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Summary

  • The initial submission of this article was received on July 3rd, 2020 and was peer-reviewed by 3 reviewers and the Academic Editor.
  • The Academic Editor made their initial decision on July 31st, 2020.
  • The first revision was submitted on October 2nd, 2020 and was reviewed by 3 reviewers and the Academic Editor.
  • A further revision was submitted on December 1st, 2020 and was reviewed by the Academic Editor.
  • The article was Accepted by the Academic Editor on December 8th, 2020.

Version 0.3 (accepted)

· Dec 8, 2020 · Academic Editor

Accept

The current revisions to the manuscript appear to have appropriately addressed the reviewer comments - Congratulations!

[# PeerJ Staff Note - this decision was reviewed and approved by Vladimir Uversky, a PeerJ Section Editor covering this Section #]

Version 0.2

· Nov 10, 2020 · Academic Editor

Minor Revisions

Kindly address the minor concerns raised by the reviewers.

Reviewer 1 ·

Basic reporting

Good

Experimental design

Good

Validity of the findings

They have validated RNAseq data using qPCR

Additional comments

Authors have incorporated all the suggested changes. Manuscript looks good and is ready to proceed further.

·

Basic reporting

None

Experimental design

None

Validity of the findings

None

Additional comments

The manuscript is much improved and I thank the authors for their incorporation of the critiques made by myself and the other reviewers. The manuscript in its current form is very good and the only changes I would recommend are regarding readability.

There still remain some awkward language issues at times. For example, "myofibroblasts are larger in area and have its structural characterization" should rather be "their structural..."., "and the fibronectin isoform" should read "and the ED-A fibronectin isoform" etc.

Minor comments:

The city that proteintech is based out of is called "Rosemont" not "Rosemount".

The authors say that FGF2 activates FGFR1 IIIb, and has low affinity for FGFR2 IIIb and FGFR3 IIIb, but that's not really correct. Check table 3 in the Ornitz JBC 1996 reference. According to this analysis, FGF2 activates FGFR1b, FGFR1c, FGFR2c, FGFR3c, and FGFR4.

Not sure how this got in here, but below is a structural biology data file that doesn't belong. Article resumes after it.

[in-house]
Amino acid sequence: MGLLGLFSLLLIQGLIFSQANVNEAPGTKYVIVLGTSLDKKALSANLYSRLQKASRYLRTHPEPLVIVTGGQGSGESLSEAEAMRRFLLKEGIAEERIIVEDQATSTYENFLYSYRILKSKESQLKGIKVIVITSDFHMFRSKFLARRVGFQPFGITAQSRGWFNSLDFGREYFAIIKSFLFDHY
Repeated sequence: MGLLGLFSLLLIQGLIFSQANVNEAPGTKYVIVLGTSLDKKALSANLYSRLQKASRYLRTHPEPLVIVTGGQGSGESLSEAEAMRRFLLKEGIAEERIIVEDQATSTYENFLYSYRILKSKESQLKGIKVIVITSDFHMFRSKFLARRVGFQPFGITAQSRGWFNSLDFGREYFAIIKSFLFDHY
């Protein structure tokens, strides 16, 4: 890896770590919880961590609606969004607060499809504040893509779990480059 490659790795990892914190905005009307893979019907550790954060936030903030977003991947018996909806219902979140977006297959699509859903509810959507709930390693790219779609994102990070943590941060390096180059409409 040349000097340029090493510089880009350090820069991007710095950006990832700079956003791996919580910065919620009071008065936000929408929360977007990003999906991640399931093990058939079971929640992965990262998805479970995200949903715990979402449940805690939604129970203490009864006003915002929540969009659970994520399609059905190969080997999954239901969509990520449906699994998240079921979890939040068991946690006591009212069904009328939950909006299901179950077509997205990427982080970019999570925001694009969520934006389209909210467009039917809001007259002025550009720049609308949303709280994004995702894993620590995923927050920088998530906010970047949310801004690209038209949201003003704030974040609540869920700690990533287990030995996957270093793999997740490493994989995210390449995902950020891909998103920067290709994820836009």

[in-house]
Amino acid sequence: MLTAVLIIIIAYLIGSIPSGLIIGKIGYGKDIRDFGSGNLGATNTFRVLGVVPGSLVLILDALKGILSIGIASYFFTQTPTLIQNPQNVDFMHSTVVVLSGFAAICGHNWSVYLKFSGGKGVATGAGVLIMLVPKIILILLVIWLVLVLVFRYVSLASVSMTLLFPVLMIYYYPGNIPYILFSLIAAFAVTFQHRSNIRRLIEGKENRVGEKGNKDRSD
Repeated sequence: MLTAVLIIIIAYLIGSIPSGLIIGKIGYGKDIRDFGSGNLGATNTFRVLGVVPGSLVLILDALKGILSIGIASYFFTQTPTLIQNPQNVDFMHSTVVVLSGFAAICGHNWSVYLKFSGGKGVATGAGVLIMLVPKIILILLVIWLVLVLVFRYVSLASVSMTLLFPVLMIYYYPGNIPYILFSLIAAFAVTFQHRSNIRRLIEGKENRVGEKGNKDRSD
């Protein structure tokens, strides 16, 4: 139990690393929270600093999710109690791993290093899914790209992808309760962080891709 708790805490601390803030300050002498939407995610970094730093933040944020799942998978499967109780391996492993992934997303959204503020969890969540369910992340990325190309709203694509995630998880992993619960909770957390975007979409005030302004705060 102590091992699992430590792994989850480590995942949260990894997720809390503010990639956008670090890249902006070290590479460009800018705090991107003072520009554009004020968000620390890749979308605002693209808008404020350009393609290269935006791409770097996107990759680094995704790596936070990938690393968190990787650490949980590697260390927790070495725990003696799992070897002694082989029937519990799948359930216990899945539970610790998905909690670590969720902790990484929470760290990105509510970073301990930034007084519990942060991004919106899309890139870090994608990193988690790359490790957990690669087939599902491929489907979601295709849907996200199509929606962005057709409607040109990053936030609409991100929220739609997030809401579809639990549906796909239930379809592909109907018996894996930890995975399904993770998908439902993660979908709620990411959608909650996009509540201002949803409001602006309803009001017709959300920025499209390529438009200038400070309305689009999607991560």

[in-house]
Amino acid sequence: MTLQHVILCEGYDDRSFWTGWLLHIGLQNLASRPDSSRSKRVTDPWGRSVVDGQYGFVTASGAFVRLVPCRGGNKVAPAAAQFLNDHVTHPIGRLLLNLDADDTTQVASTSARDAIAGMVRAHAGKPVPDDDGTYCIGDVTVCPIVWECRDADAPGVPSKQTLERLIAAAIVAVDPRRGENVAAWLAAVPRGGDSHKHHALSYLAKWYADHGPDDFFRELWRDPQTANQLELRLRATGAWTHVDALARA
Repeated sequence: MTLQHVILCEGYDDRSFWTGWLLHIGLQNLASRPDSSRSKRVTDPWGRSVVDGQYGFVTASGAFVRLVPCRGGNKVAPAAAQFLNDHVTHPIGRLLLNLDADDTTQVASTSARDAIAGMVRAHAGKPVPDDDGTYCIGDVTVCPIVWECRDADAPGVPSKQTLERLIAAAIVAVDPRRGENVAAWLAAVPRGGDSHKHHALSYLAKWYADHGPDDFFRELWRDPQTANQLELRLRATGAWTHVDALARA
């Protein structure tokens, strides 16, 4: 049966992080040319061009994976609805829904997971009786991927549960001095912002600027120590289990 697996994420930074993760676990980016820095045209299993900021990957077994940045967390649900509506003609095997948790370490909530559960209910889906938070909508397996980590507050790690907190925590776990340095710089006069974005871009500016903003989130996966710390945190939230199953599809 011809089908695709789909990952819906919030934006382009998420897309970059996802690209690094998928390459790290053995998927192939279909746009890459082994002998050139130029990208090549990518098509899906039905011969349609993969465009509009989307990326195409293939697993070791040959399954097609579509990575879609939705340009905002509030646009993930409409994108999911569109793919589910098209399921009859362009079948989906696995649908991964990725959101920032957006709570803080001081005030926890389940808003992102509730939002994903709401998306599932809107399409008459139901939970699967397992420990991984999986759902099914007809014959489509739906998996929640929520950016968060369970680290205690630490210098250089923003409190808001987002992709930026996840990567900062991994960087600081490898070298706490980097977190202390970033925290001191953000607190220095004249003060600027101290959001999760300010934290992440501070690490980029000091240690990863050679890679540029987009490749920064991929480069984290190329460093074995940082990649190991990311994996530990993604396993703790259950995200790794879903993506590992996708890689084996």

The authors say "Importantly, FGF2 was observed to induce a shift in gene
expression to a more anti-fibrotic signature attenuated the expression of pro-fibrotic genes,
including collagen I, collagen III, α-SMA, and MMP-1(Dolivo et al. 2017b)"
The word "attenuate" means to decrease; Dolivo et al. 2017b (and other papers) demonstrate that FGF2 actually increases expression of MMP1 (which might be expected if FGF2 is antifibrotic, as MMP-1 degrades type I collagen) .

Reviewer 3 ·

Basic reporting

English language still needs to be improved.

In the previous comments, I suggested the authors to publish the R source code, but it has not been included in this version.

Experimental design

No comment

Validity of the findings

No comment

Additional comments

No comment

Version 0.1 (original submission)

· Jul 31, 2020 · Academic Editor

Major Revisions

Your work has been reviewed by three subject experts who have raised several concerns.

[# PeerJ Staff Note: Please ensure that all review comments are addressed in a rebuttal letter and any edits or clarifications mentioned in the letter are also inserted into the revised manuscript where appropriate.  It is a common mistake to address reviewer questions in the rebuttal letter but not in the revised manuscript. If a reviewer raised a question then your readers will probably have the same question so you should ensure that the manuscript can stand alone without the rebuttal letter.  Directions on how to prepare a rebuttal letter can be found at: https://peerj.com/benefits/academic-rebuttal-letters/ #]